Gorbachev has brought about the end of the Cold War and has made striking progress towards disarmament, both nuclear and conventional, so much so that the threat of instant nuclear annihilation has to a large measure disappeared. Within the Soviet Union the economic mishandling when shifting from the outworn command structure has resulted in dislocation and shortage; but the awakened people did not pray for the return of the old days of total control. Glasnost has stirred demands for independence by the constituent republics.
There is little doubt that despite Gorbachev’s efforts at accommodating the conservative elements in the party and correspondingly earning the annoyance of the radicals, the hard core within the Soviet Communist Party thought that they could take advantage of the prevailing discontent and thereby oust Gorbachev. It was this which led to the putsch of August 19-21.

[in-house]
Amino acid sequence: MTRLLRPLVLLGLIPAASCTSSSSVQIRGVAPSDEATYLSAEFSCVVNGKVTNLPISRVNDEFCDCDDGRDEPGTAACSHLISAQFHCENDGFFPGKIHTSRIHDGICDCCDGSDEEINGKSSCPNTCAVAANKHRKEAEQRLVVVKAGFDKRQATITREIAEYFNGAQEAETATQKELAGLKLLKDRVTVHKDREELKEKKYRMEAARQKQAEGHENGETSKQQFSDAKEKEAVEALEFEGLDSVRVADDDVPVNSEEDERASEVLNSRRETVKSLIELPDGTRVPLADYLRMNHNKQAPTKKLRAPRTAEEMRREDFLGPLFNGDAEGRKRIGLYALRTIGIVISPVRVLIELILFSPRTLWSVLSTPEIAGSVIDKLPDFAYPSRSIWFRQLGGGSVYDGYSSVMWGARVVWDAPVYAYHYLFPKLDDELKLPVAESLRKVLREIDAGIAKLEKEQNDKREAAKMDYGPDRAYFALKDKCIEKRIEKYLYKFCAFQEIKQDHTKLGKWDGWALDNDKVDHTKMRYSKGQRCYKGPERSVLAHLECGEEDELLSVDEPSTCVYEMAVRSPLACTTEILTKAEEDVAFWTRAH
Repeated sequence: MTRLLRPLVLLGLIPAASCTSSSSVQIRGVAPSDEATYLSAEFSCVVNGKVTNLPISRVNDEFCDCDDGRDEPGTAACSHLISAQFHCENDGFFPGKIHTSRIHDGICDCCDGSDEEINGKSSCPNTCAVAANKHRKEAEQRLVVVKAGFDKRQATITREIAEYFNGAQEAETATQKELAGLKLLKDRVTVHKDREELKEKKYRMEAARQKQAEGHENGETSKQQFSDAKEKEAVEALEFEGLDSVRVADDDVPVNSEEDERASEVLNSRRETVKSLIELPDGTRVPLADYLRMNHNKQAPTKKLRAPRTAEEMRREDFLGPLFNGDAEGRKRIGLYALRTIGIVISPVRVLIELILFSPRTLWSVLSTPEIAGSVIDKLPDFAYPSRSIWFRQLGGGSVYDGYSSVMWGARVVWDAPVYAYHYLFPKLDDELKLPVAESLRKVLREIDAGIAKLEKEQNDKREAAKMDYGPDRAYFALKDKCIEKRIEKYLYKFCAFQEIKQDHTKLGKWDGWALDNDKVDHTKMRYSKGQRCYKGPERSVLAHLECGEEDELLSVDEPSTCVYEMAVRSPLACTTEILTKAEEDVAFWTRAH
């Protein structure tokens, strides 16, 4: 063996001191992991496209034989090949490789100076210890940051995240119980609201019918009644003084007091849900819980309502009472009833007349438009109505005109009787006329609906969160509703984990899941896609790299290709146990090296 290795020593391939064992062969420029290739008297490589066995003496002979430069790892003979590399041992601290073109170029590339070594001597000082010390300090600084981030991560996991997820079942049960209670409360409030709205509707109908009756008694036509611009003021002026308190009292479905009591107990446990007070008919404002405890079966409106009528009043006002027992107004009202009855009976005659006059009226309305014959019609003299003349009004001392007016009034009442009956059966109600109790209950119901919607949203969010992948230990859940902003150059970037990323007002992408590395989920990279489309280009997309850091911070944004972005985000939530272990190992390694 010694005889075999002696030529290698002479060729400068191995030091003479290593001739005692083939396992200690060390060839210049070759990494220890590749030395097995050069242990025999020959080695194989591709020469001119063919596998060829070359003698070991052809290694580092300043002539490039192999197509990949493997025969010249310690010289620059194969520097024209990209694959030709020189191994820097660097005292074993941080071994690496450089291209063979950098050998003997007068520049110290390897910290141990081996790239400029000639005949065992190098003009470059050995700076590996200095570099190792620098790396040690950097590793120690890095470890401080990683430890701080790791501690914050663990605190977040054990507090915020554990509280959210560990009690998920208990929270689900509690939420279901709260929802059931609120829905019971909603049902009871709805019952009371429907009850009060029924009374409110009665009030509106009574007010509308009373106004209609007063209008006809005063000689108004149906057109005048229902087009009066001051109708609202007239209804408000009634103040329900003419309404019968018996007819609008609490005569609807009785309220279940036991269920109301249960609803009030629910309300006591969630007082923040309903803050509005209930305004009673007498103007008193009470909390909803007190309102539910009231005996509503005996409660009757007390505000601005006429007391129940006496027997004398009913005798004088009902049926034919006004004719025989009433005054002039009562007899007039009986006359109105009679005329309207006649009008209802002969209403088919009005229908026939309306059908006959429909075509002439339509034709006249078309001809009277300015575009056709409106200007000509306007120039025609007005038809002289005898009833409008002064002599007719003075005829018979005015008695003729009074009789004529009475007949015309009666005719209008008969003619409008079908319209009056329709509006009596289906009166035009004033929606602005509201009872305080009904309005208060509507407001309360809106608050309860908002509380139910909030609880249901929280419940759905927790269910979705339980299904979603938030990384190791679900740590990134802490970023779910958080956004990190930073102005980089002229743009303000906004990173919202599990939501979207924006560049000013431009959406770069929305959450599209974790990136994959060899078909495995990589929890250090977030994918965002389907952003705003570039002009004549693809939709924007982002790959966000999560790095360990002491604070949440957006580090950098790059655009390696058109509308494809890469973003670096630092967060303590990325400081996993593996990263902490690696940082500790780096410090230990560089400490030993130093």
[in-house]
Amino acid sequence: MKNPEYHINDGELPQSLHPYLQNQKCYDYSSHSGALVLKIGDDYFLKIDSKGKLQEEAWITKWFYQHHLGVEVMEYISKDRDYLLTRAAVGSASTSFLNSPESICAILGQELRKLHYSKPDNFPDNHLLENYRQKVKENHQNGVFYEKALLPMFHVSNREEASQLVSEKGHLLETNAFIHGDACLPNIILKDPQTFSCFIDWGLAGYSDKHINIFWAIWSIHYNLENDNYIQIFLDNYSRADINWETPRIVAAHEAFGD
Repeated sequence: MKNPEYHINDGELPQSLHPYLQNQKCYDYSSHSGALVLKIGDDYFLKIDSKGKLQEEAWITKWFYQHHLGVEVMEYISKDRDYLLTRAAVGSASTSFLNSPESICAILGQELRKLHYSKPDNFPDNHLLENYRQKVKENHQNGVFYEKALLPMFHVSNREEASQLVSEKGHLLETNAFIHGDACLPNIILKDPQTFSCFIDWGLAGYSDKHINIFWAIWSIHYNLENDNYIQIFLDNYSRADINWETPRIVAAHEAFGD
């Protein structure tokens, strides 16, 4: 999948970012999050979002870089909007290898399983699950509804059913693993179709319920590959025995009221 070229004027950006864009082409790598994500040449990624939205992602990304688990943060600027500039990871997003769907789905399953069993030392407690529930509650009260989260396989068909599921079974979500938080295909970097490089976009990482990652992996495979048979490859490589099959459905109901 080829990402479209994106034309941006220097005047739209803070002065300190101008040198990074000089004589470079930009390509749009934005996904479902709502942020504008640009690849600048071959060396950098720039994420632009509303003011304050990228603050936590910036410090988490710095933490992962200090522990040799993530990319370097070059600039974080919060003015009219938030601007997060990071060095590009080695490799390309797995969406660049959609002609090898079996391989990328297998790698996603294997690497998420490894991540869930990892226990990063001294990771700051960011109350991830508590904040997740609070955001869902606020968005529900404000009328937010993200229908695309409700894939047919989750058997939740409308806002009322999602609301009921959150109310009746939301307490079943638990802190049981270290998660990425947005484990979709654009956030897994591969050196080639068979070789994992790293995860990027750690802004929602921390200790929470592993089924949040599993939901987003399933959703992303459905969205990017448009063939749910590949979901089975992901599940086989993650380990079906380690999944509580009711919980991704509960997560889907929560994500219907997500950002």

Why did the coup fail? The miscalculation of the hardliners was that they thought they would be able to cash in on popular discontent to take over power. They little realised the new temper of the people whose disaffection was with the half-hearted nature of the reforms and not with the reforms themselves. Even the armed forces could not be summoned by the coup leaders to put down public resistance. How did these conservative leaders make such miscalculations and thereby fail to re-establish the hegemony of the once-all-powerful Soviet Communist Party?